Cheyenne River Sioux Tribal Chairman Harold Frazier commented today on Native America Calling about ANCs formed through the Alaska Native Claims Settlement Act (ANCSA) of 1971: “[T]hese corporations really just came about, and the way I understand them, they’re for profit. And right now, the needs of the people should come before profit.” ANCs contend: Through the ANCSA, they are responsible for providing programs and services to their shareholders, Alaska Natives — much in the same manner as Tribal governments.
While 11 Tribes are plaintiffs in a lawsuit against Secretary of the Treasury Steven Mnuchin to prevent the dissemination of money to Alaska Native Corporations (ANCs) from the CARES Act’s $8 billion Tribal set aside, yet another lawsuit of the same volition was filed yesterday.
Three South Dakota Tribes — the Cheyenne River Sioux Tribe, Oglala Sioux Tribe and the Rosebud Sioux Tribe — filed the second complaint, seeking declaratory and injunctive relief in federal district court to likewise prevent funds from going to ANCs.
Cheyenne River Sioux Tribe et al v. Mnuchin states: “The effect of the Defendant’s illegal appropriation of money away from the Cheyenne River Sioux Tribe, the Rosebud Sioux Tribe, and the Oglala Sioux Tribe threatens imminent bodily and existential harm to the tens of thousands of tribal members now living on both reservations. There are simply not enough beds, not enough ventilators, not enough medical staff, and not enough food for the tribes to handle even a small outbreak without dire consequences.”
The three Sioux Tribes argue that ANCs don’t employ a substantial number of Tribal citizens to merit the funds, and that their status as private corporations invalidates their inclusion in the $8 billion set aside.
The motion highlights the discrepancy between ANC and Sioux Tribes’ expenditures: “By way of example, the Arctic Slope Regional Corporation, which encompasses Barrow and Point Hope, Alaska, claimed 13,021 members, 4,094,101 acres of the land base, 12,146 employees, and reported $3,706,885,000.00 in total expenditures for the last fiscal year. By contrast, the Cheyenne River Sioux Tribe has roughly 22,000 members, 2.8 million acres, nearly 900 employees, and approximately $112,000,000 in total expenditures for the last fiscal year, and the Rosebud Sioux Tribe has roughly 35,600 members, 1.26 million acres, 800 employees, and similar total expenditures.”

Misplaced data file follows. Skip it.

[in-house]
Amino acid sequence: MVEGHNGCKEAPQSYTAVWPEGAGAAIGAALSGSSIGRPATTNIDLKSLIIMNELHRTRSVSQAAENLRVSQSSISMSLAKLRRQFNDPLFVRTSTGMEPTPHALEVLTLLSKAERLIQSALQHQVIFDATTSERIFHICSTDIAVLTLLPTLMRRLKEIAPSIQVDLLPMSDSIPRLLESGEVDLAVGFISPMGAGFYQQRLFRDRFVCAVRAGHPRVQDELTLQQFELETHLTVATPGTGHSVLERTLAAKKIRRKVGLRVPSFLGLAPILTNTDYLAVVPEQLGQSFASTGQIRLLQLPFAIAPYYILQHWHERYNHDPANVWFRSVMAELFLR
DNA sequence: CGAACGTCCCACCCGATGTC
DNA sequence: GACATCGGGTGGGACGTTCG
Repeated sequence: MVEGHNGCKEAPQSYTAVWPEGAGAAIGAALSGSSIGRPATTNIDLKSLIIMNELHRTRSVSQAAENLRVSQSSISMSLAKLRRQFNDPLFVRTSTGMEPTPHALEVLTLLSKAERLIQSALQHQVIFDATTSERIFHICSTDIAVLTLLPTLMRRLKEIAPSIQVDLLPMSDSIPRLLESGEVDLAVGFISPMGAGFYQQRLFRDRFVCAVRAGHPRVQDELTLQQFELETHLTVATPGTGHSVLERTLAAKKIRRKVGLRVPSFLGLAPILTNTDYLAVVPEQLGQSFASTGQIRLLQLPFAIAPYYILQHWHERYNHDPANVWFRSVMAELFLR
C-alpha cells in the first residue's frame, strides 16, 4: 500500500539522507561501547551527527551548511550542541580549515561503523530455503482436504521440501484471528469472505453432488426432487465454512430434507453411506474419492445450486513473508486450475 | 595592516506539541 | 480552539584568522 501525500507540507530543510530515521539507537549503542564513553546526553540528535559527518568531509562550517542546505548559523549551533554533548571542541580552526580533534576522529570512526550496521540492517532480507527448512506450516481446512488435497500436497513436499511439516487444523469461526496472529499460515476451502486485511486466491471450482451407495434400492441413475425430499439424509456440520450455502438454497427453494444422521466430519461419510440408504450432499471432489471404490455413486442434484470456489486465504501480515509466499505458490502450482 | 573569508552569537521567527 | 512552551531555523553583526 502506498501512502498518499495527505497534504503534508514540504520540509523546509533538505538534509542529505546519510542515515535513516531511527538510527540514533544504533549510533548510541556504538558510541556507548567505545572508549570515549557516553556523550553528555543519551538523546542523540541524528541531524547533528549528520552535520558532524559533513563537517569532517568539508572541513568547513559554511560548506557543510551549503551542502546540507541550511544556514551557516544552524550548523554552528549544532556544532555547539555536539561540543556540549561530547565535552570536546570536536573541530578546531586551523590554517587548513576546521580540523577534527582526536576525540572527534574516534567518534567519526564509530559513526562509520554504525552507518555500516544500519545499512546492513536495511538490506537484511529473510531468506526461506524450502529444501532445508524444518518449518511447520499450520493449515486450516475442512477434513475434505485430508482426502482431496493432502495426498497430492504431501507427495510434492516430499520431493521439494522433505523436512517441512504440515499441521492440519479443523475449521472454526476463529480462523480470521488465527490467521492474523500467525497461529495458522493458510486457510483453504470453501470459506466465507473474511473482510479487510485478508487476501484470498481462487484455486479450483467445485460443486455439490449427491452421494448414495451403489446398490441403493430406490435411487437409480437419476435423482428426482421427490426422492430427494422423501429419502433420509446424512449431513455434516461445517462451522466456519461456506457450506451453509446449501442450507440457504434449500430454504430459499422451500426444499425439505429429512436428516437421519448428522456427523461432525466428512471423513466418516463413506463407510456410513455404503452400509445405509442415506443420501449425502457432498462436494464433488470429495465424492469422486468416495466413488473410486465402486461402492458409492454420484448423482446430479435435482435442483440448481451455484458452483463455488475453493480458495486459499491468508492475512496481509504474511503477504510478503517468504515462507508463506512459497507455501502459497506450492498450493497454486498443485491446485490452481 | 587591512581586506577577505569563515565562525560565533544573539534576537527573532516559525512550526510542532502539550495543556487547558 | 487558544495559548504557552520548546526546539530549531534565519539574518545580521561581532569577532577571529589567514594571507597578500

Cheyenne River Sioux Tribal Chairman Harold Frazier expressed his perspective today on Native American Calling:
“In the Great Plains, and especially in the Dakotas, you look at Census data, and we’re the poorest counties in the United States. This potentially could be a good opportunity to allow us to flourish for a little bit, maybe even start making progressive movements for self-sufficiency and prosperity. …The fact that it’s been mentioned that these Native corporations are state-chartered and would be eligible for some of this funding… we have no ill feelings towards the Alaska Natives themselves. I feel that their villages do need help. But I don’t think these corporations should receive any funding.”
Chairman Frazier added: “…[T]hese corporations really just came about, and the way I understand them, they’re for profit. And right now, the needs of the people should come before profit. …[M]any of us have treaties … from way back with the government. I look at it like this — this is the first time that the government is even taking a step towards fulfilling some of [those] treaty responsibilities.”
He continued: “In reality, in the Great Plains, we have unemployment from 85 to 90% on every reservation, and every day we fear struggles. …[W]e will continue to make every effort to try to improve the lives of our people. …[I]f these federal dollars are aimed at federally recognized Tribes, then they should be ineligible,” Frazier said of ANCs.
Big Fire Law & Policy Group is representing the Cheyenne River Sioux; the Native American Relief Fund (NARF), the Rosebud Sioux Tribe; and the Oglala Sioux Tribe is leveraging its own Tribal legal department.
While most ANC response thus far has pertained to Confederated Tribes of the Chehalis Reservation v. Mnuchin, it stands to reason that their message would remain consistent.
Chugach Alaska Corporation stated of the first complaint filed in federal district court by 11 Tribes:
“This action by a handful of misguided tribes is disheartening, and only serves to fracture what should be a united common purpose: To prevent COVID-19 from having a disproportionate impact on our vulnerable indigenous communities and families. Further, this legal complaint may delay the process of allocating and distributing funds, which will only serve to harm our communities.”
Chugach Chairman of the Board and Interim President and CEO Sheri Buretta stated: “We believe that ‘a rising tide lifts all boats,’ which is why Chugach supports relief funding for all vulnerable populations and indigenous communities across the nation. We share a common goal with the Lower 48 tribes to ensure our communities overcome and continue to thrive through adversity, and we will continue to advocate on their behalf. We applaud Congress and Secretary Sweeney for doing the right thing by acting quickly to provide critical aid during this crisis.”